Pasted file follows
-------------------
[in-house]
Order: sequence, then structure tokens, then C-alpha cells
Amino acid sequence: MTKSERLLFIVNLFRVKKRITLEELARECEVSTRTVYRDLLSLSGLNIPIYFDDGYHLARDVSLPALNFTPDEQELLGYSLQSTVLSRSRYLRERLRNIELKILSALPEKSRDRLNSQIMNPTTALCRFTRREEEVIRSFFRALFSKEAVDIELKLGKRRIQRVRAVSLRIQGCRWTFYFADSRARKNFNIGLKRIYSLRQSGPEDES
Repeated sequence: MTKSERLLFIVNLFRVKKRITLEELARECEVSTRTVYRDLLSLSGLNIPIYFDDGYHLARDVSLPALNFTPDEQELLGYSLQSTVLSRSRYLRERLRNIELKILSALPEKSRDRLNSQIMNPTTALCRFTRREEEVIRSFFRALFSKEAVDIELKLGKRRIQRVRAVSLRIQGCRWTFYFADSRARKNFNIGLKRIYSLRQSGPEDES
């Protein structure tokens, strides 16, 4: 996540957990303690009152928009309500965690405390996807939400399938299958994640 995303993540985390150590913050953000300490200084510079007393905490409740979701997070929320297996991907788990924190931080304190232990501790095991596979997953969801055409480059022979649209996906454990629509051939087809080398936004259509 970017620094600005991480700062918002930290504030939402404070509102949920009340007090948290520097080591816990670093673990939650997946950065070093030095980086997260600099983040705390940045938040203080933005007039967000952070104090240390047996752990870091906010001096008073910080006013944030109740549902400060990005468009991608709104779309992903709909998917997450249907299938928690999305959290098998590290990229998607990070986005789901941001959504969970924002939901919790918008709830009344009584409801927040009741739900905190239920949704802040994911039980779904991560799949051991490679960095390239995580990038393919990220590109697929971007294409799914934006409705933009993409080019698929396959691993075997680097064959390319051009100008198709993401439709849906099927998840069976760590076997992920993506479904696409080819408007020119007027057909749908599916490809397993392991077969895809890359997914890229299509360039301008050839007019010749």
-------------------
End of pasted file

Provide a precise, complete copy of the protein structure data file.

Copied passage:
[in-house]
Order: sequence, then structure tokens, then C-alpha cells
Amino acid sequence: MTKSERLLFIVNLFRVKKRITLEELARECEVSTRTVYRDLLSLSGLNIPIYFDDGYHLARDVSLPALNFTPDEQELLGYSLQSTVLSRSRYLRERLRNIELKILSALPEKSRDRLNSQIMNPTTALCRFTRREEEVIRSFFRALFSKEAVDIELKLGKRRIQRVRAVSLRIQGCRWTFYFADSRARKNFNIGLKRIYSLRQSGPEDES
Repeated sequence: MTKSERLLFIVNLFRVKKRITLEELARECEVSTRTVYRDLLSLSGLNIPIYFDDGYHLARDVSLPALNFTPDEQELLGYSLQSTVLSRSRYLRERLRNIELKILSALPEKSRDRLNSQIMNPTTALCRFTRREEEVIRSFFRALFSKEAVDIELKLGKRRIQRVRAVSLRIQGCRWTFYFADSRARKNFNIGLKRIYSLRQSGPEDES
């Protein structure tokens, strides 16, 4: 996540957990303690009152928009309500965690405390996807939400399938299958994640 995303993540985390150590913050953000300490200084510079007393905490409740979701997070929320297996991907788990924190931080304190232990501790095991596979997953969801055409480059022979649209996906454990629509051939087809080398936004259509 970017620094600005991480700062918002930290504030939402404070509102949920009340007090948290520097080591816990670093673990939650997946950065070093030095980086997260600099983040705390940045938040203080933005007039967000952070104090240390047996752990870091906010001096008073910080006013944030109740549902400060990005468009991608709104779309992903709909998917997450249907299938928690999305959290098998590290990229998607990070986005789901941001959504969970924002939901919790918008709830009344009584409801927040009741739900905190239920949704802040994911039980779904991560799949051991490679960095390239995580990038393919990220590109697929971007294409799914934006409705933009993409080019698929396959691993075997680097064959390319051009100008198709993401439709849906099927998840069976760590076997992920993506479904696409080819408007020119007027057909749908599916490809397993392991077969895809890359997914890229299509360039301008050839007019010749």